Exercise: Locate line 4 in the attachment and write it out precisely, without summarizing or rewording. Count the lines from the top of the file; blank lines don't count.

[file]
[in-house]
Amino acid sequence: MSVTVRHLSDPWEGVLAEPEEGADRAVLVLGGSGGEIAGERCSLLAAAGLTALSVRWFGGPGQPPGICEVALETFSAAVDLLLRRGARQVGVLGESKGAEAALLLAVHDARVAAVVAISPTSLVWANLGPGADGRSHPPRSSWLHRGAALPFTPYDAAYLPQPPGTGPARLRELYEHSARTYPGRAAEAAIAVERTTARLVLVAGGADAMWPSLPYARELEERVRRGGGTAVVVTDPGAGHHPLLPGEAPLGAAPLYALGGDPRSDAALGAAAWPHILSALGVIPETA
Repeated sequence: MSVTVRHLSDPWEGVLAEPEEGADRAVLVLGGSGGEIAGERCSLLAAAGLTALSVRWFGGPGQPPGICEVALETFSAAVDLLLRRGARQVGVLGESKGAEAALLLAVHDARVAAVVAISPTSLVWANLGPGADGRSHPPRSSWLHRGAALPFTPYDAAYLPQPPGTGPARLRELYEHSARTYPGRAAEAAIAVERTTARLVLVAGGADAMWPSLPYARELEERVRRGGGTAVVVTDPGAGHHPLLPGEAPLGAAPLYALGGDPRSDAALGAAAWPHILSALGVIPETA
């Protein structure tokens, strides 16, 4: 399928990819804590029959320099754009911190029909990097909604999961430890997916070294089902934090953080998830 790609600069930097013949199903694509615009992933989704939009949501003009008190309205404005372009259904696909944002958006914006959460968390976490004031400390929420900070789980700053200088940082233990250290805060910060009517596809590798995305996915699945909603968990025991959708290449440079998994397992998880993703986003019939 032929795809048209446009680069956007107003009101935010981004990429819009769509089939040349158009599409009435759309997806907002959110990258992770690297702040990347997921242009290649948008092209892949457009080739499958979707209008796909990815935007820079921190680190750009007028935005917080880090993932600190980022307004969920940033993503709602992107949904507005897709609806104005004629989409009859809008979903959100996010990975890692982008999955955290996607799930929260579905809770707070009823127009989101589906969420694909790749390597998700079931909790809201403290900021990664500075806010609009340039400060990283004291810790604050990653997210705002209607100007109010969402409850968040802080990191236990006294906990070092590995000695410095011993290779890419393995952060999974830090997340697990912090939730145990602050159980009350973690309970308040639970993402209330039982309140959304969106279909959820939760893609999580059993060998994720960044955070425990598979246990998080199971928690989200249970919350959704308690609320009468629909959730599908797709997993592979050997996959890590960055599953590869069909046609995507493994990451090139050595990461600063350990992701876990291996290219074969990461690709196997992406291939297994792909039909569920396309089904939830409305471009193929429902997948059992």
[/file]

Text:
């Protein structure tokens, strides 16, 4: 399928990819804590029959320099754009911190029909990097909604999961430890997916070294089902934090953080998830 790609600069930097013949199903694509615009992933989704939009949501003009008190309205404005372009259904696909944002958006914006959460968390976490004031400390929420900070789980700053200088940082233990250290805060910060009517596809590798995305996915699945909603968990025991959708290449440079998994397992998880993703986003019939 032929795809048209446009680069956007107003009101935010981004990429819009769509089939040349158009599409009435759309997806907002959110990258992770690297702040990347997921242009290649948008092209892949457009080739499958979707209008796909990815935007820079921190680190750009007028935005917080880090993932600190980022307004969920940033993503709602992107949904507005897709609806104005004629989409009859809008979903959100996010990975890692982008999955955290996607799930929260579905809770707070009823127009989101589906969420694909790749390597998700079931909790809201403290900021990664500075806010609009340039400060990283004291810790604050990653997210705002209607100007109010969402409850968040802080990191236990006294906990070092590995000695410095011993290779890419393995952060999974830090997340697990912090939730145990602050159980009350973690309970308040639970993402209330039982309140959304969106279909959820939760893609999580059993060998994720960044955070425990598979246990998080199971928690989200249970919350959704308690609320009468629909959730599908797709997993592979050997996959890590960055599953590869069909046609995507493994990451090139050595990461600063350990992701876990291996290219074969990461690709196997992406291939297994792909039909569920396309089904939830409305471009193929429902997948059992």